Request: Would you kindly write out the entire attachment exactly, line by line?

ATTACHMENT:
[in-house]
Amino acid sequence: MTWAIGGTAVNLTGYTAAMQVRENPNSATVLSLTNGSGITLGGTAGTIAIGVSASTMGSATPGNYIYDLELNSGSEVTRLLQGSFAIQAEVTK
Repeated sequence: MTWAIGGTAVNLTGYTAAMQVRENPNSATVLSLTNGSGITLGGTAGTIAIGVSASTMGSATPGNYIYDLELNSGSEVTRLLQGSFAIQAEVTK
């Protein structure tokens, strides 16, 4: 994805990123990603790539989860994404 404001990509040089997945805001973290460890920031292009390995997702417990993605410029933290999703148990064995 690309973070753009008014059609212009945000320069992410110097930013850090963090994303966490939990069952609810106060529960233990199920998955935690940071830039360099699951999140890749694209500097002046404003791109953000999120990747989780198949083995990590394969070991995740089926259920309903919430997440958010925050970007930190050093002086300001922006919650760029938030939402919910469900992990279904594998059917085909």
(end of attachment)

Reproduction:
[in-house]
Amino acid sequence: MTWAIGGTAVNLTGYTAAMQVRENPNSATVLSLTNGSGITLGGTAGTIAIGVSASTMGSATPGNYIYDLELNSGSEVTRLLQGSFAIQAEVTK
Repeated sequence: MTWAIGGTAVNLTGYTAAMQVRENPNSATVLSLTNGSGITLGGTAGTIAIGVSASTMGSATPGNYIYDLELNSGSEVTRLLQGSFAIQAEVTK
């Protein structure tokens, strides 16, 4: 994805990123990603790539989860994404 404001990509040089997945805001973290460890920031292009390995997702417990993605410029933290999703148990064995 690309973070753009008014059609212009945000320069992410110097930013850090963090994303966490939990069952609810106060529960233990199920998955935690940071830039360099699951999140890749694209500097002046404003791109953000999120990747989780198949083995990590394969070991995740089926259920309903919430997440958010925050970007930190050093002086300001922006919650760029938030939402919910469900992990279904594998059917085909």